Tuesday, January 25, 2011


Perhaps my observations are totally askew, but the thoroughbred racing industry does a really bad job, collectively, of promoting what, in my opinion, could be a franchise that is equivalent to the World Series of Poker and that could capture the imagination of the fringe horseplayer or pique the interest of a new, younger audience. In other words, cultivating bettor interest and expanding the game...to the benefit of the industry.

Aside from a yawner in the Daily Racing Form (DRF) last Thursday, the fragmented industry seems to do little to generate fanfare for its Super Bowl, if you will -- the DRF/National Thoroughbred Racing Association (NTRA) National Handicapping Championship, or NHC XII, for those in the know.

Face it. The horse racing industry as a whole could use new blood. I am only a horseplayer hobbyist attempting in my spare time (i.e. between the priorities of family, work, etc.) to win a coveted seat for NHC XIII (January 2012), but I've been to the track enough over 30 years to see the waning interest in the sport; I'd otherwise be blind or oblivious.

The NHC, where 300 of the world's top handicappers gather for a 2-day tournament in Las Vegas for more than $1 million in prize money, is the vehicle that could lead the domestic industry out of the 20th Century and shake the doldrums. Unlike the media support vis-a-vis ESPN for the WSP, NHC XII seems to be going off to noise of crickets. However, the human interest stories and drama that will unfold for the $500,000 top prize is sure to match that of poker and could translate just as well as a packaged television product.

Recognizing there is little major media interest in handicapping tournaments - and largely for the thoroughbred racing industry itself - I propose only a few simple solutions to breathe some life into promoting NHC and to shed more light on what is one of the few thriving niches of horse wagering (handicapping contests):
  • The Daily Racing Form should feature a week-long section or a pullout devoted to NHC-oriented stories, whether they be contestant profiles, contest  strategies, previews of the NHC final contest cards, etc., along the lines of its specials for the Triple Crown races and Breeders Cup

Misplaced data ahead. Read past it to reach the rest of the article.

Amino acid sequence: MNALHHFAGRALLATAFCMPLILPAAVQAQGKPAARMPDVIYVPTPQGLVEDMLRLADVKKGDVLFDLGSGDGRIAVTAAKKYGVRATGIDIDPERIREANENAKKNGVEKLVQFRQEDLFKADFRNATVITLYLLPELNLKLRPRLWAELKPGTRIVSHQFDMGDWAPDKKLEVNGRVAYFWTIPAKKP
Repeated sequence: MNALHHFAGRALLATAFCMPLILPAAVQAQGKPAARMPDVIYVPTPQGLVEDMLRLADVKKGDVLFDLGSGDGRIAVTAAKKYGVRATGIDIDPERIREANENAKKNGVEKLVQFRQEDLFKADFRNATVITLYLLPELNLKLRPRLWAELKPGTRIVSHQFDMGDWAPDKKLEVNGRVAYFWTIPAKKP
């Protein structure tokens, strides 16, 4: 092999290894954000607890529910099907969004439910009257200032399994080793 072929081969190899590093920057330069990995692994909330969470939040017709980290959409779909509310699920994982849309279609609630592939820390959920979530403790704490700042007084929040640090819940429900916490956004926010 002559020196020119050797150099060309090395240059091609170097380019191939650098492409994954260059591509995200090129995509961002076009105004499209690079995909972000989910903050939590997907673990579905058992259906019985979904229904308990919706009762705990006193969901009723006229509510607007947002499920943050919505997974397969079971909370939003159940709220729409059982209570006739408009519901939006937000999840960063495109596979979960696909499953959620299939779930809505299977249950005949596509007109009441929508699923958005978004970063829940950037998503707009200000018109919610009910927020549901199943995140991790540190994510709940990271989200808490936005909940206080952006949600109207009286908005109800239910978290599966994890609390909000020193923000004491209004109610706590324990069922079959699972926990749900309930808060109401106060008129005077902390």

• Mandate all tracks that send local contest winners to the NHC dedicate their home pages to promoting the annual championship in the weeks leading up to the event.  My quick sample of the four tracks' websites in my general area - Monmouth Park, Aqueduct, PARX and Penn National - yielded no mention of this weekend's NHC. I'll pick on Monmouth since it my beloved "home" track, but how hard in the dead of winter would it be to profile the contestants who won contests throughout the year on its website, to induce some local flavor into the NHC? 
  • Get the NHC on TV. How hard could it be for the NHC organizers to align with TVG or HRTV, at the least, to come in and put together an hour-long package for broadcast at some point after the championship? Ever seen Swamp People? Hell, there's everything imaginable on television at this point...why not a prestigious handicapping tournament? I'm sure the likes of Steve Byk will talk up the NHC on "At the Races" (Sirius Channel 126) or you may hear something on Dave Johnson and Bill Finley's weekend broadcast, but is anyone else really chatting up this event?
Let me know what you think about the publicity (or lack thereof) for this week's NHC. What would you do to add some juice to the event? Outside of the blogosphere, there seems to be little buzz about what will only become a more compelling event in the years ahead, particularly as the NHC purse doubles in 2012 to $2 million. That's nothing to ignore. 


  1. Good post. I would also suggest that the NHC generously subsidize NHC bloggers (all 2 of us?) with contest antes, travel vouchers, and four-star hotel accomodations!

  2. I'd sign up for that, Terry. I'm obviously newer to the contest scene, but I think the industry is letting a great event go largely unnoticed. I can only speculate that it's a combination of the fragmentation of the racing industry (i.e. no central horse racing commission, dozens of independent operators) and, on some level, no print-media publicity from horse racing correspondents like Mr. Rippey, who we both know participates in many of these contests.